Or face being deregistered and barred from practicing, says Moneyweb.

The South African Revenue Service (Sars) has been taking steps to “align” tax practitioners with the law that regulates those who advise or assist taxpayers with their tax matters.

Sars Commissioner Edward Kieswetter confirmed this week that it has started with the deregistration of non-compliant tax practitioners.

“We have come across tax practitioners and tax preparers who often aid and abet taxpayers to either overstate expenses or under-declare income,” he said on the sidelines of a media briefing on Tuesday.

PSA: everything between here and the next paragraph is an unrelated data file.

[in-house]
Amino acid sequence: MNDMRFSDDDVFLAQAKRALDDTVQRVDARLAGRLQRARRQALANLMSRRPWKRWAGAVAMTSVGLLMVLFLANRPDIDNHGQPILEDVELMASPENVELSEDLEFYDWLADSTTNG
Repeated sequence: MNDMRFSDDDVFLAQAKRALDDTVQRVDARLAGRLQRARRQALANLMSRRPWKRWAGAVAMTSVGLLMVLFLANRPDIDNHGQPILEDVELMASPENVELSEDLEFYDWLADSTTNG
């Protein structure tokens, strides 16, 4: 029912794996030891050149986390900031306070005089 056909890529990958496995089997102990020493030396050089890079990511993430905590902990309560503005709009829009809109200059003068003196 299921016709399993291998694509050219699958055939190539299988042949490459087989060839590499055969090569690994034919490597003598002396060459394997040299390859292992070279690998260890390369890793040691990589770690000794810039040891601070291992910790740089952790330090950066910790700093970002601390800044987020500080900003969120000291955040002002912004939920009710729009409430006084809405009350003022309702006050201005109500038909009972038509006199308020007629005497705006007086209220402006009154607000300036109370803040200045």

Read: Concern about non-compliant tax practitioners

Once a tax practitioner has been deregistered they will no longer be allowed to give advice or submit returns on behalf of taxpayers. If it is a sole practitioner this may require the taxpayer to take their tax matters to a new practitioner.

Industry bodies such as the South African Institute of Tax Professionals (Sait) and the South African Institute of Chartered Accountants (Saica) confirmed that their members have been receiving letters from Sars about non-compliance.

Beatrie Gouws, head of stakeholder management and strategic development at Sait, says Sars has been pursuing tax practitioners whose own returns are not up to date or who have unpaid debts with Sars. Read more on Accounting Weekly.